The Problem With 'Cheat Days'
I indulge in treats often. Usually in the form of chocolate. But I refuse to call it cheating, and I think everyone else should stop using that word, too. Here's why.
Cheat: To break a rule or law usually to gain an advantage at something; to take something from (someone) by lying or breaking a rule.
That’s what Merriam Webster has to say about cheating. Doesn’t sound good, does it?
I follow a lot of health- and fitness-oriented people on social media, and I often see references to “cheat days” or “cheat meals.” I understand the reference; these are meals or snacks that are indulgent, that fall outside a person’s usual, presumably healthy regimen. Here’s the thing: I don’t cheat. And I don’t think you do, either.
Wait—before you click away, I don’t mean that I don’t indulge in treats. I do. Often. For me, it’s usually in the form of sweets, especially chocolate. But I refuse to call it cheating, and I’d like it if everyone else would stop calling it that, too.
Here’s why: Eating is one of life’s great pleasures. Food is not the enemy. Food is enjoyment, sharing, nourishment. It fuels us, it brings us together, it can help heal us.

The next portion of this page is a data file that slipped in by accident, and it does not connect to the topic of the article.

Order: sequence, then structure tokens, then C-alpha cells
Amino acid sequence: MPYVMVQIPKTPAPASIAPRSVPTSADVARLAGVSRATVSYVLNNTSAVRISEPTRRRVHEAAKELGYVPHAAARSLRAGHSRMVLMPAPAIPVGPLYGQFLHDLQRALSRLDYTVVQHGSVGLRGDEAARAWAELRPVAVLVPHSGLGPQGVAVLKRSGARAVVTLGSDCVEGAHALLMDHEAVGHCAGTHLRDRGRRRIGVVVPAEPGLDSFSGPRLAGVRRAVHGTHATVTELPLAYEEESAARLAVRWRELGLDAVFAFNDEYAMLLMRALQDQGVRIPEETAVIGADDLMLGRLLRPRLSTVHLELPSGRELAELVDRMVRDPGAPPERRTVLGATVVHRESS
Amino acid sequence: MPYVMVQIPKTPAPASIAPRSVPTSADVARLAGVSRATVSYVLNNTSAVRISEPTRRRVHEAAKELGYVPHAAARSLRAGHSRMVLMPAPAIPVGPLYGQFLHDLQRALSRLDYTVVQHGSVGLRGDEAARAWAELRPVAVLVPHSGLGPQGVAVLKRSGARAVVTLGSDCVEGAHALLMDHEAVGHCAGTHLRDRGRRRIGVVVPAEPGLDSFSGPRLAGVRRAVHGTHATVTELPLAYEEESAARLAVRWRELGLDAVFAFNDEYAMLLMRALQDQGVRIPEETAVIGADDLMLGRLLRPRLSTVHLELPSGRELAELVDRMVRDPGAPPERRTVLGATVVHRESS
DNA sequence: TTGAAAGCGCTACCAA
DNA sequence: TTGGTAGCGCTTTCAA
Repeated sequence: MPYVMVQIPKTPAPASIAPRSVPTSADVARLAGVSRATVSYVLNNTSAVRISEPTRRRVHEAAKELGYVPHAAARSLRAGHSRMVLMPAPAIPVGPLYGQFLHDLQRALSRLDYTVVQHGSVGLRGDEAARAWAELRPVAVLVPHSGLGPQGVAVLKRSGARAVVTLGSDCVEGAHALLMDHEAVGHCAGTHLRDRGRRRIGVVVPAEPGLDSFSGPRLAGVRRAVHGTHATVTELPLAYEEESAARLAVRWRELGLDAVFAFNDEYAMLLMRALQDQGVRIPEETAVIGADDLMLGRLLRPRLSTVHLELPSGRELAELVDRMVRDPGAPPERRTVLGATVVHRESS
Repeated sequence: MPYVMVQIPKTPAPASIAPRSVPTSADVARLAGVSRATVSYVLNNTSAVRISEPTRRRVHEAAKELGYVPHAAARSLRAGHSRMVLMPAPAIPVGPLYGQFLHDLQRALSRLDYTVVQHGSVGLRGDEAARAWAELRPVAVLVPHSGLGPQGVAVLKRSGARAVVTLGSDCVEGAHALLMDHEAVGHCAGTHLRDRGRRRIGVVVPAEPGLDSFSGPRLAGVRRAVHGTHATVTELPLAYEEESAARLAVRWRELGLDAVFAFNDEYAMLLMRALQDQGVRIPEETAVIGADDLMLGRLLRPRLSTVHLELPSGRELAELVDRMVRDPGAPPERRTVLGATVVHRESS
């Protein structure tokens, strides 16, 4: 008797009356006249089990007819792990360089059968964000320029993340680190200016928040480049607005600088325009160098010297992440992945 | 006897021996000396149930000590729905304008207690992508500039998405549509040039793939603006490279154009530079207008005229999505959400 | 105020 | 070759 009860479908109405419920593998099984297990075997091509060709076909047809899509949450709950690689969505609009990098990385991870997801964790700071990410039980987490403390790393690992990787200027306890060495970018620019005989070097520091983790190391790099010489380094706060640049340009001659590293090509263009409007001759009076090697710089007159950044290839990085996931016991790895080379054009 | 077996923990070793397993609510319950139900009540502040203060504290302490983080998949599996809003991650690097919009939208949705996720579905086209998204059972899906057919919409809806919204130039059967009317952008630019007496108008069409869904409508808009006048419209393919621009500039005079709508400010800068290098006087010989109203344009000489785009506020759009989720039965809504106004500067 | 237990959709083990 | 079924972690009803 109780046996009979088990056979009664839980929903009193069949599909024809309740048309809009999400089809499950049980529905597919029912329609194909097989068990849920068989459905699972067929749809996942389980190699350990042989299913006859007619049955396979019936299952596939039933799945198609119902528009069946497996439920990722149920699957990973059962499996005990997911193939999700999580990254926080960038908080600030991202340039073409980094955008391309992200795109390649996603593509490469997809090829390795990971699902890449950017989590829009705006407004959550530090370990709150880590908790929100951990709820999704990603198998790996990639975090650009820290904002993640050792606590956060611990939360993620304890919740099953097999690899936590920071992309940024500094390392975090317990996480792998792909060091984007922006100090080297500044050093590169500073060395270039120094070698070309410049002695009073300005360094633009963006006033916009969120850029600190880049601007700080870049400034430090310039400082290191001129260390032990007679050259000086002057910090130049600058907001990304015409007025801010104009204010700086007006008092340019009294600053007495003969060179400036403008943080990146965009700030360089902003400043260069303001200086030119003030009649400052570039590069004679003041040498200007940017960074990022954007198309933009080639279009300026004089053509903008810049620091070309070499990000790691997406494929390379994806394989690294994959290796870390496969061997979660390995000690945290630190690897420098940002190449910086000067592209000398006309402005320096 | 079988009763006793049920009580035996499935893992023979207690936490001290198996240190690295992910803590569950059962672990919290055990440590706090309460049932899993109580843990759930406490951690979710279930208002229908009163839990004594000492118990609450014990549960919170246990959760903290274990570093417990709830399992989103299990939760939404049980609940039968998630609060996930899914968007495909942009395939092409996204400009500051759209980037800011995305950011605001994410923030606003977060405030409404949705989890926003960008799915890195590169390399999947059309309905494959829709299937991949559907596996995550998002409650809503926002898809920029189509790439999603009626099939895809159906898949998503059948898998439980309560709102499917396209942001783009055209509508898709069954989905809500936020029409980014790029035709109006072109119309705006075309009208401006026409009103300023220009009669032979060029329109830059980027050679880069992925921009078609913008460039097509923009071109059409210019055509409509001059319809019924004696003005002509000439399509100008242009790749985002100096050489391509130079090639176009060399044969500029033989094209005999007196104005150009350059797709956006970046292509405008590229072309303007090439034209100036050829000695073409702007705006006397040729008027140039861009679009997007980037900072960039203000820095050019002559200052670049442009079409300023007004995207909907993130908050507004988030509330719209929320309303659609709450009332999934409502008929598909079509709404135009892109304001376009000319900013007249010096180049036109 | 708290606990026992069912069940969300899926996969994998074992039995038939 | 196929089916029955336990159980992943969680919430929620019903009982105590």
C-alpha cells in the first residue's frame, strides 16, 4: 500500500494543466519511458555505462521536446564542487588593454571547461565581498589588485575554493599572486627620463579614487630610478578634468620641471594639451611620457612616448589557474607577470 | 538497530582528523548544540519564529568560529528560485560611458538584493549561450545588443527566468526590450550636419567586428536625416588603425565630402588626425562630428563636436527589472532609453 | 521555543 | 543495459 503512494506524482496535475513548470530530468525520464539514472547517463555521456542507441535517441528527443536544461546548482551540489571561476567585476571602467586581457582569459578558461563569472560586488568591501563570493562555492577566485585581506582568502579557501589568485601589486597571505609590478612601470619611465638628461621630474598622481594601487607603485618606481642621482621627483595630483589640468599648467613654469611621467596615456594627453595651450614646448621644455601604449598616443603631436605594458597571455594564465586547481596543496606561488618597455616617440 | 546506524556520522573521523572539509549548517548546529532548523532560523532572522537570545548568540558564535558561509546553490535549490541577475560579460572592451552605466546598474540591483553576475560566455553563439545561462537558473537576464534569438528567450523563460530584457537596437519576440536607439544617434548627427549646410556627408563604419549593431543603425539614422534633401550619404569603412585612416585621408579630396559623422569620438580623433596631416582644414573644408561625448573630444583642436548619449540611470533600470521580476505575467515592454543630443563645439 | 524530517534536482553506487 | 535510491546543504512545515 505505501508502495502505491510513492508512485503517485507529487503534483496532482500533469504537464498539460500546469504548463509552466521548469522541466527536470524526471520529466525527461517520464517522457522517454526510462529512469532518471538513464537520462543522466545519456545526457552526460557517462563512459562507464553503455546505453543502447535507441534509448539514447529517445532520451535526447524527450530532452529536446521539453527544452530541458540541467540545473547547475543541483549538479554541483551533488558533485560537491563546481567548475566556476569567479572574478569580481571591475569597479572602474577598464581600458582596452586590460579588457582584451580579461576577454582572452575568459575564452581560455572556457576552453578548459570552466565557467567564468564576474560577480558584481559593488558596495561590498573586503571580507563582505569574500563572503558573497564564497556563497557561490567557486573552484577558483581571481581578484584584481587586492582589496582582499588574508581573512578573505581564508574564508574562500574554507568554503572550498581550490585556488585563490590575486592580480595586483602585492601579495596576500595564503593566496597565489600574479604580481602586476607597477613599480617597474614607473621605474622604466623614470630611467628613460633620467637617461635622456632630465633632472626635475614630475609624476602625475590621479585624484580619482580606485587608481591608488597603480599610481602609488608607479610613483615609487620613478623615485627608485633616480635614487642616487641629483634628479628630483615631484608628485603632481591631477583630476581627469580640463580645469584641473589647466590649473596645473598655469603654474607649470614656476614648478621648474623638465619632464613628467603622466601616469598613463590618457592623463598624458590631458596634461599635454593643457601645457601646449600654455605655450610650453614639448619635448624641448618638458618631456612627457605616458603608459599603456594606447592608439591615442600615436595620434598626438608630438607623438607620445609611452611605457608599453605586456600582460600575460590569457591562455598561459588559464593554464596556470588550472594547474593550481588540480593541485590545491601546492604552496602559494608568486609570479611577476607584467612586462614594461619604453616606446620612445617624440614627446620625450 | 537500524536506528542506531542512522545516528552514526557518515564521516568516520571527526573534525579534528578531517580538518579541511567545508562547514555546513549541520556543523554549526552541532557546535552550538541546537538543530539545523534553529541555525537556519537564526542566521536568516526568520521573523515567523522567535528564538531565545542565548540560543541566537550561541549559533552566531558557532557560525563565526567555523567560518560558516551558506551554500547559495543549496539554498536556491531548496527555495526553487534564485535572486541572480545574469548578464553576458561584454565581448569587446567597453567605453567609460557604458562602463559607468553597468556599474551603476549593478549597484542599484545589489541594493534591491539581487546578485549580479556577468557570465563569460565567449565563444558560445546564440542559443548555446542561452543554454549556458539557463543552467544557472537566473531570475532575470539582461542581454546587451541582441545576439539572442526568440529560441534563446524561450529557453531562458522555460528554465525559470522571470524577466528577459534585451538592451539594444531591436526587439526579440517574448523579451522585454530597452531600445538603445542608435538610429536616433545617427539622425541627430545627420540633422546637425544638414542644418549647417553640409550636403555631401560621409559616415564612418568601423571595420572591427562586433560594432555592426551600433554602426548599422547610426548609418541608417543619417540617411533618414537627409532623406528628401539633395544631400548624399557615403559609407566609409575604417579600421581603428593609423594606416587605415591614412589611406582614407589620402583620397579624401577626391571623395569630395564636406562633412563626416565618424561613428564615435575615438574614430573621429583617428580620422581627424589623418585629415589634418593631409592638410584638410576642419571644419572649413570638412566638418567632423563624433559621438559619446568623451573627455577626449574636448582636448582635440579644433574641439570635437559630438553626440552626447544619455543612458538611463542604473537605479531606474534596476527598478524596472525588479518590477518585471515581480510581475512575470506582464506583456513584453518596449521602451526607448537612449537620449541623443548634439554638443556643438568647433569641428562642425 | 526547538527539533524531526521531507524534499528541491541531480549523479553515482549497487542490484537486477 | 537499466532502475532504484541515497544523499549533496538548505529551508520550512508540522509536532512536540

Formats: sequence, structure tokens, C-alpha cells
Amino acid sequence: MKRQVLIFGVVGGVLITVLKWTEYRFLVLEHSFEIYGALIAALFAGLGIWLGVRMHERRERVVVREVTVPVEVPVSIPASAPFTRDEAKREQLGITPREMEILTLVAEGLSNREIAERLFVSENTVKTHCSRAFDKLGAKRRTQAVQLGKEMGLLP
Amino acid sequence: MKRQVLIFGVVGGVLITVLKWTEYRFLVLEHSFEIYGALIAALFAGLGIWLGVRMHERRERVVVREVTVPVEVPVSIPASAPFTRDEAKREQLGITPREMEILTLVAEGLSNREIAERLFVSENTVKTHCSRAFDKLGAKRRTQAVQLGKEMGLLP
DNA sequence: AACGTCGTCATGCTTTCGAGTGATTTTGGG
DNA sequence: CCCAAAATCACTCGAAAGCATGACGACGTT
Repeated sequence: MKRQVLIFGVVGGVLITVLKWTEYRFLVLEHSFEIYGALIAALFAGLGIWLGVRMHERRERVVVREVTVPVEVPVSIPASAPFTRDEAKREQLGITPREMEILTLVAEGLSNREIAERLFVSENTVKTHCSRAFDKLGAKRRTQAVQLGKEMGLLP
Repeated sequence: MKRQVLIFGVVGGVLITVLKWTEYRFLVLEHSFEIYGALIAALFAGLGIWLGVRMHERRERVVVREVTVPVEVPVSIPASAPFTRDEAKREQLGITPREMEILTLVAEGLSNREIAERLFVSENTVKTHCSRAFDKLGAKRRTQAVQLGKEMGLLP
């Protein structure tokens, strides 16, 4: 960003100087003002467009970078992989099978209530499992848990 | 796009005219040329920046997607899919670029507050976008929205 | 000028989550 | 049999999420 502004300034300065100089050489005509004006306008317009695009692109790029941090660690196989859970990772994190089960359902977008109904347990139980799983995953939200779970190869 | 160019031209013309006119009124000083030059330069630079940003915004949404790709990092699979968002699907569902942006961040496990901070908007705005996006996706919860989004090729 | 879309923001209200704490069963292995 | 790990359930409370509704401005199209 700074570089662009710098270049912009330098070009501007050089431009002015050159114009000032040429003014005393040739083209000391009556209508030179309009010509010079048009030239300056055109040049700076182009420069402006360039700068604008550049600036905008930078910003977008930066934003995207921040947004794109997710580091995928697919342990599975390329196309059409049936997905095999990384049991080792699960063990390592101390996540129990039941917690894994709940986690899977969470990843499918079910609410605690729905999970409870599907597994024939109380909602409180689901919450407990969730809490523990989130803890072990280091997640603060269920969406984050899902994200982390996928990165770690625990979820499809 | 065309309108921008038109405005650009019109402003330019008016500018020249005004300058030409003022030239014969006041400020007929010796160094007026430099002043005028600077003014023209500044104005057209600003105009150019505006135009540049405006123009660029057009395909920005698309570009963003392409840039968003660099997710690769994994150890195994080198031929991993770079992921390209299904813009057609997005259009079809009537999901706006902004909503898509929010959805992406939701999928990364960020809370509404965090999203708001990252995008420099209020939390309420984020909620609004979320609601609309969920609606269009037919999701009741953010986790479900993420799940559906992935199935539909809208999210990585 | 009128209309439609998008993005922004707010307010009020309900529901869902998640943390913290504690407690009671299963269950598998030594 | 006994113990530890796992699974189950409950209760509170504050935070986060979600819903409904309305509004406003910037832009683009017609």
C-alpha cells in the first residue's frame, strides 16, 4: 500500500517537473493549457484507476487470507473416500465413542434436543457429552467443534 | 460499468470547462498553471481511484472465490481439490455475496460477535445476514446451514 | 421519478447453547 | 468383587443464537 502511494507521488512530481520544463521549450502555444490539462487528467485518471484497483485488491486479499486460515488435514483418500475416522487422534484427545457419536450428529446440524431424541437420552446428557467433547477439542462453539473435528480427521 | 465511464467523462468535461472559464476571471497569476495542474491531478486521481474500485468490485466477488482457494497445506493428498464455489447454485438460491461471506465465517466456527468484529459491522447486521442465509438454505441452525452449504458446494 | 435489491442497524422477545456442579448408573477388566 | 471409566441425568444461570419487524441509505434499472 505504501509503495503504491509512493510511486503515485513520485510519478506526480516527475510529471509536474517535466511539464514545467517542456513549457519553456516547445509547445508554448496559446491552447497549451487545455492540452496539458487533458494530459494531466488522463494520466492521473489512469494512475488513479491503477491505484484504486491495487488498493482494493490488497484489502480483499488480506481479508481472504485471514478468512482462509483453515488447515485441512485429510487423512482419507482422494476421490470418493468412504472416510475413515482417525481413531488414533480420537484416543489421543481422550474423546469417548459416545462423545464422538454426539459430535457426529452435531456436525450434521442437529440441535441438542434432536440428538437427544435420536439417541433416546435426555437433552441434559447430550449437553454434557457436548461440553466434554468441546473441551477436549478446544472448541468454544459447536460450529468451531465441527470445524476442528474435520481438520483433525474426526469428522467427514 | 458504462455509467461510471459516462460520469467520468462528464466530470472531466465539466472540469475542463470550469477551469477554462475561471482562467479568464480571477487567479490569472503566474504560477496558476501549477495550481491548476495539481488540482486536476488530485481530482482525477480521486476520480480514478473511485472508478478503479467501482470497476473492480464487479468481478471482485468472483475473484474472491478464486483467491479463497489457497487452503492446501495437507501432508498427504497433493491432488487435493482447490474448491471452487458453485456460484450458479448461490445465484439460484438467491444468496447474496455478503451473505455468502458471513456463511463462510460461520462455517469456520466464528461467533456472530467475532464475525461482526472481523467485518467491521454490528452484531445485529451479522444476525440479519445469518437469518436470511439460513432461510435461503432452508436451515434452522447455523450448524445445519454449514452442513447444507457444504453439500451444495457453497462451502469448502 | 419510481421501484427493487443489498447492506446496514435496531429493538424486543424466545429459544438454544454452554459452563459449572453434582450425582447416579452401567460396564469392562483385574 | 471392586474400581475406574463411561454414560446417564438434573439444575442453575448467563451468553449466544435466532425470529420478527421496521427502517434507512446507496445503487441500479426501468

To me, putting a negative spin on those occasional indulgences, calling them something as ugly as “cheating,” infuses the experience with guilt and shame. I refuse to do that.
Being a healthy eater involves more than just the amalgamation of items on your plate. A truly healthy eater also has a healthy attitude about food—that’s key. If you constantly deprive yourself of foods you love or stress about what you’re eating all the time, that sucks the joy right out of it.
Instead, think of those indulgences as what they are: An important part of having balance in your life. Or better yet, don’t think about it at all. Just do it, and enjoy it, truly savor it for the experience it is, then move on.
Not only will this small change allow you to get more pleasure from eating things you love, it also could help you live longer. That’s not hyperbole; doctors at the Mayo Clinic recommend replacing negative self-talk with positive thinking as a way to reduce overall stress, avoid depression, improve cardiovascular health, and, yes, extend your life.
So you see, a little thing like changing your perspective on grabbing a cupcake at your friend’s birthday lunch is actually no small thing at all.
Let’s make a pact: No more cheating. Yes to occasional indulgences, but a real yes, not a guilty, I-wouldn’t-if-I-had-more-willpower yes. Relax and just enjoy your well-earned indulgence, give that to yourself as a gift. No harm, no foul.
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